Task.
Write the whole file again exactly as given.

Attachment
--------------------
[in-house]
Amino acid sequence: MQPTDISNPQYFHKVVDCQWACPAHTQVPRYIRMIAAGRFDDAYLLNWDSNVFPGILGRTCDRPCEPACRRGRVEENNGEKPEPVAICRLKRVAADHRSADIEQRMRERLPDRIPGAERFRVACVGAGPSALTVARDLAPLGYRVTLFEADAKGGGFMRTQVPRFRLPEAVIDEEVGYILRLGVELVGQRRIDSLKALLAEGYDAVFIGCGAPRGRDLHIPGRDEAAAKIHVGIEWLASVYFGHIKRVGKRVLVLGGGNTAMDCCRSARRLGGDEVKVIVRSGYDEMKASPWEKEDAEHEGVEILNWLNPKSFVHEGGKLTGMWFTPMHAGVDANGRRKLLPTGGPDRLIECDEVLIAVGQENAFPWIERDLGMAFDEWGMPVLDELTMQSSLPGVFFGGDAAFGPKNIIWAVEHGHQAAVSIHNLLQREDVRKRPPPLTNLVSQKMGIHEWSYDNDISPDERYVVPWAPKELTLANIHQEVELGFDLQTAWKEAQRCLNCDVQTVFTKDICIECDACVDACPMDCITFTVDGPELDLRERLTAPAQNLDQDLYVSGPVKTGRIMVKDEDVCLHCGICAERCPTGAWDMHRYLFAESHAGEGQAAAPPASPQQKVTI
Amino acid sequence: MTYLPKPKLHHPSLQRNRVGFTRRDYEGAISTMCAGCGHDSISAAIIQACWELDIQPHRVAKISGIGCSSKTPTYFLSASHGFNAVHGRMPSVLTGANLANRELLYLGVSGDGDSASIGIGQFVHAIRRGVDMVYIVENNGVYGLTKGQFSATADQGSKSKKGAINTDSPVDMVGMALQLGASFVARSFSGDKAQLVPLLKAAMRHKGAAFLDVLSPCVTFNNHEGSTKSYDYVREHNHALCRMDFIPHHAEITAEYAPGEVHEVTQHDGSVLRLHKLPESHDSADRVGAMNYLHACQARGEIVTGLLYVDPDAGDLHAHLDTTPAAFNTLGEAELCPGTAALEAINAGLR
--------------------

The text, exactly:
[in-house]
Amino acid sequence: MQPTDISNPQYFHKVVDCQWACPAHTQVPRYIRMIAAGRFDDAYLLNWDSNVFPGILGRTCDRPCEPACRRGRVEENNGEKPEPVAICRLKRVAADHRSADIEQRMRERLPDRIPGAERFRVACVGAGPSALTVARDLAPLGYRVTLFEADAKGGGFMRTQVPRFRLPEAVIDEEVGYILRLGVELVGQRRIDSLKALLAEGYDAVFIGCGAPRGRDLHIPGRDEAAAKIHVGIEWLASVYFGHIKRVGKRVLVLGGGNTAMDCCRSARRLGGDEVKVIVRSGYDEMKASPWEKEDAEHEGVEILNWLNPKSFVHEGGKLTGMWFTPMHAGVDANGRRKLLPTGGPDRLIECDEVLIAVGQENAFPWIERDLGMAFDEWGMPVLDELTMQSSLPGVFFGGDAAFGPKNIIWAVEHGHQAAVSIHNLLQREDVRKRPPPLTNLVSQKMGIHEWSYDNDISPDERYVVPWAPKELTLANIHQEVELGFDLQTAWKEAQRCLNCDVQTVFTKDICIECDACVDACPMDCITFTVDGPELDLRERLTAPAQNLDQDLYVSGPVKTGRIMVKDEDVCLHCGICAERCPTGAWDMHRYLFAESHAGEGQAAAPPASPQQKVTI
Amino acid sequence: MTYLPKPKLHHPSLQRNRVGFTRRDYEGAISTMCAGCGHDSISAAIIQACWELDIQPHRVAKISGIGCSSKTPTYFLSASHGFNAVHGRMPSVLTGANLANRELLYLGVSGDGDSASIGIGQFVHAIRRGVDMVYIVENNGVYGLTKGQFSATADQGSKSKKGAINTDSPVDMVGMALQLGASFVARSFSGDKAQLVPLLKAAMRHKGAAFLDVLSPCVTFNNHEGSTKSYDYVREHNHALCRMDFIPHHAEITAEYAPGEVHEVTQHDGSVLRLHKLPESHDSADRVGAMNYLHACQARGEIVTGLLYVDPDAGDLHAHLDTTPAAFNTLGEAELCPGTAALEAINAGLR